The new proposed SCGC will therefore have a total of 17 members. They will all be beholden to the PM because they are his appointees. Even if the six cane producers’ representatives disagree with any proposal, they will be outnumbered and outvoted.
Therefore it will be easy to change the Master Award. The PM says the Master Award can only be changed if both the council and FSC agree to the changes. That will not be hard because both are controlled by Government.
It may well be part of FSC’s strategic plan to change the current formula by which proceeds from sale of sugar are shared 70/30 in favour of growers. FSC’s plans have not been revealed. Growers are the largest stakeholders in the industry. They should work in partnership with FSC. But they have been left totally in the dark.
Former ANZ chief executive Vishnu Mohan’s naming as FSC chairman seems strange. He is a career banker, has no agricultural, engineering, industry or manufacturing experience and lives in Canada.
At the time of the events of 2006, Mr Bainimarama criticised the way the deposed government gave numerous board positions to only a few people. He solemnly said this would end. And yet now, all over Fiji, a chosen few appear on multiple boards. So it is with Mr Mohan, who is also chairman of the Public Service Commission.
Abdul Khan, the former executive chairman has suddenly become FSC chief executive officer. He became CEO without any advertisement seeking other candidates or any kind of wide search for a CEO that normally takes place. One hopes he will be able to understand how a company operates since he did not hold the corporation’s AGM for four years until May last year.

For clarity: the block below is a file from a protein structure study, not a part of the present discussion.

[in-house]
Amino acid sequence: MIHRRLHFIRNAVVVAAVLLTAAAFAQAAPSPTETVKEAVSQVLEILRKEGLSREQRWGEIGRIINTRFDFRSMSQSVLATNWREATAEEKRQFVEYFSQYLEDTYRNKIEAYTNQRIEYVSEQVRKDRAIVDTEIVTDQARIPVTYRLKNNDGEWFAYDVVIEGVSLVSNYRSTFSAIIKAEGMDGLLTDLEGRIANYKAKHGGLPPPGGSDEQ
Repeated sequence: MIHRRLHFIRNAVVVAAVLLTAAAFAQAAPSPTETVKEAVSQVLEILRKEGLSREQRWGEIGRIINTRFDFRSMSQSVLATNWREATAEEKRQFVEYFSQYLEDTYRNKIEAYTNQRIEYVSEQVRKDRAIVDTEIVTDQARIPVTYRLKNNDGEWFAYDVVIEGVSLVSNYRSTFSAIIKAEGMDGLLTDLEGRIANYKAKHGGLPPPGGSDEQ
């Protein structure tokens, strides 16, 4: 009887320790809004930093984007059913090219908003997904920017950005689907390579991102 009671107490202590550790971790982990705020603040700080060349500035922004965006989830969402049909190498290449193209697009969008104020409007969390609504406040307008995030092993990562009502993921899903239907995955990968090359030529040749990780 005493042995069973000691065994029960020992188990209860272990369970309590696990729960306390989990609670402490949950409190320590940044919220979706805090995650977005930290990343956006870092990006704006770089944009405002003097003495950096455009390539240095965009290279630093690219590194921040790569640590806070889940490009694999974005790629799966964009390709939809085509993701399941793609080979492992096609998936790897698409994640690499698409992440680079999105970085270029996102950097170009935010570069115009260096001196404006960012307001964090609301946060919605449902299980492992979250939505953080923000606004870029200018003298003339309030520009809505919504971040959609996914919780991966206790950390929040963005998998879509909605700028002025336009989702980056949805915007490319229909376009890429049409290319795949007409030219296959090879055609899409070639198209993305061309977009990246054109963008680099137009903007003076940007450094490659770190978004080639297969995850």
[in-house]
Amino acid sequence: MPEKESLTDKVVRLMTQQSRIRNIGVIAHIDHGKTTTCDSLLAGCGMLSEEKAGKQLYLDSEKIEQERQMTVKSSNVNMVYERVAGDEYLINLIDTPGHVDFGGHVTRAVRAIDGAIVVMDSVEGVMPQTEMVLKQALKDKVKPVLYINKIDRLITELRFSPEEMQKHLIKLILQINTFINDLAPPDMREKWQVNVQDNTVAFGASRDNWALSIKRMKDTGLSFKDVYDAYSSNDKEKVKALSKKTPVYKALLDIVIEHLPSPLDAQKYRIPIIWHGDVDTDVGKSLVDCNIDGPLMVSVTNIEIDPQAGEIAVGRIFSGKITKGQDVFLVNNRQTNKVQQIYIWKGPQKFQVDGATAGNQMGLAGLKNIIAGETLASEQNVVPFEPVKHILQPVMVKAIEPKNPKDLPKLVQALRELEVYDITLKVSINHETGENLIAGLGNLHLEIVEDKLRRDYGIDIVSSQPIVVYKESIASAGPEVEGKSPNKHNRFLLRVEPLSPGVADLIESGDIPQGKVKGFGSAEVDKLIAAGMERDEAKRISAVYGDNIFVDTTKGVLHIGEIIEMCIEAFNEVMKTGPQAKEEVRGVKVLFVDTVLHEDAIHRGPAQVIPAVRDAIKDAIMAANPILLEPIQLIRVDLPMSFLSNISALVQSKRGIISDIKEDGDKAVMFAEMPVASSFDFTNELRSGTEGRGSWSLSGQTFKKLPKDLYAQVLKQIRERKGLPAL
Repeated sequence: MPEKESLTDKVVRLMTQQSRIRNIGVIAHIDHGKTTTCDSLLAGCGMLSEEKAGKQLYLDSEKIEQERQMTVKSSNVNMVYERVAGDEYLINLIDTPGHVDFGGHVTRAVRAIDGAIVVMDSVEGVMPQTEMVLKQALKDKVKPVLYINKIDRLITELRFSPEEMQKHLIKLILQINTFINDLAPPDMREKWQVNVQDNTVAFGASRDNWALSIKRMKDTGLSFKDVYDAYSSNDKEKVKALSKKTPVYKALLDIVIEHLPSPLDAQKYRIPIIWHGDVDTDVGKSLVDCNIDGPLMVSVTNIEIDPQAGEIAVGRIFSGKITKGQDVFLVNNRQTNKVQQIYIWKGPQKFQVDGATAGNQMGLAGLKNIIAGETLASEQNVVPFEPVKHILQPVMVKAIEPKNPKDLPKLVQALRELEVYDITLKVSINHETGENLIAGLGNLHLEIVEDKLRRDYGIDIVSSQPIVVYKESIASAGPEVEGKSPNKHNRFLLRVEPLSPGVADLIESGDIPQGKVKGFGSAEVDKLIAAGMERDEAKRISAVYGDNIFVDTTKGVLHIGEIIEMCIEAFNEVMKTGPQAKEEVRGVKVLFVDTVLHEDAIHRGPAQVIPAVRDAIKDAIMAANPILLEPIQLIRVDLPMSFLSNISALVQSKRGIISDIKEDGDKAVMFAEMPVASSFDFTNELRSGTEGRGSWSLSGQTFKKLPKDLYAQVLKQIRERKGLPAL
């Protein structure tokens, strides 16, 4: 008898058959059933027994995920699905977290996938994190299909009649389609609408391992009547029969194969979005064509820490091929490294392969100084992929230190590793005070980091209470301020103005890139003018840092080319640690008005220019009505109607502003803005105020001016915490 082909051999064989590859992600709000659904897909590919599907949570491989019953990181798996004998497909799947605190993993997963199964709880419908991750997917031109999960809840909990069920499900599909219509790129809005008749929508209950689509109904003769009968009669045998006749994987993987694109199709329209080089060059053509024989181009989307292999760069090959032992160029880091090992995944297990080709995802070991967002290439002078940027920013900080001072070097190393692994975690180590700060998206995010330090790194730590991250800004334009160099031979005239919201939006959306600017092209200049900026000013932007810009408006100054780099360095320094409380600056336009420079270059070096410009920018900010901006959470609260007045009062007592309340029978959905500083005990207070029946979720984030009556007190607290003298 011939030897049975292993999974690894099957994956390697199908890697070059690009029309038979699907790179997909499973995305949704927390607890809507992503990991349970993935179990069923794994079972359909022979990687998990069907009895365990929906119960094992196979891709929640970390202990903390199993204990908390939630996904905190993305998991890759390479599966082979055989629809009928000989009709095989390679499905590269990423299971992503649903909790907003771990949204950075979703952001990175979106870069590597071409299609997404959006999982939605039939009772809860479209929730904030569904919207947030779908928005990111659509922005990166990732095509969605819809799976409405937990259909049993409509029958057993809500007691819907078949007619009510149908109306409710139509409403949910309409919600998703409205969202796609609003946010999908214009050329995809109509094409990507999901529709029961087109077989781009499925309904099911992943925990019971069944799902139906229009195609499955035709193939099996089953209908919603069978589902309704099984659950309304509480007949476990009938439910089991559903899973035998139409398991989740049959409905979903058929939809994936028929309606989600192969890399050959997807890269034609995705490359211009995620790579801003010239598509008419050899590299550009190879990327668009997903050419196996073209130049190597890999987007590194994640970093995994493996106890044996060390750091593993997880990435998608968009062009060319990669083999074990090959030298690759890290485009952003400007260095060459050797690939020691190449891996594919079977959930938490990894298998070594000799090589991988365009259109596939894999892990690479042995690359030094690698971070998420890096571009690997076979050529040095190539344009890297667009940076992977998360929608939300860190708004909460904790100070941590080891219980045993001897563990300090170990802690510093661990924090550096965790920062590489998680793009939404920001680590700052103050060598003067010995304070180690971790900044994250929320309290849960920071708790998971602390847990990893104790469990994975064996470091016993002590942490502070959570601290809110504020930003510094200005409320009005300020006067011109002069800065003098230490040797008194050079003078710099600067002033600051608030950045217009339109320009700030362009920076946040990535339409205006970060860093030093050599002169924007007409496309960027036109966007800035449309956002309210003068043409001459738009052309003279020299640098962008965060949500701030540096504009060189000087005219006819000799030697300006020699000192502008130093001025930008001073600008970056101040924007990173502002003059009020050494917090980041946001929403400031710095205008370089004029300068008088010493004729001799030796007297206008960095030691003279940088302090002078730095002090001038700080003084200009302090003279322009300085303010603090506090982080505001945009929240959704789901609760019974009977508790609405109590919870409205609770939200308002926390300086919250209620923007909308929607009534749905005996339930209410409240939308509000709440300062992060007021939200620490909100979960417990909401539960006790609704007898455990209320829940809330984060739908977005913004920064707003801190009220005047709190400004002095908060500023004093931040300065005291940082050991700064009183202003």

The PM also blamed some Opposition politicians for inciting landowners not to renew leases. We agree with him that the land issue was politicised by both representatives of the landowners and the farmers from 1998. But exploitative politics is not the sole cause of land leases not being renewed.
The PM could have redressed this issue when he was in charge after the coup. In his 2009 New Year’s message, he said 77 per cent of the land leases that had expired would be renewed. But official statistics from the iTaukei Land Trust Board show otherwise. The statistics show that:
* From 1997 to 2014 8151 cane leases expired. A further 1373 leases have and will expire in the three years from 2015 to 2017 bringing the total to 9524. Only 5105 or 53.6 per cent of leases have been renewed so far;
* Between 2007 and 2014, when there was no democracy, 2899 cane leases expired. Out of this 1722 leases or 59 per cent were renewed;
* Between 1997 and 2006, 5252 cane leases expired. 3001 cane leases or over 57 per cent leases were renewed; and
* Under this Government’s stewardship from 2007 to 2018, 4272 leases will expire until 2017. And from 2007 until 2017, 2104 leases will be renewed.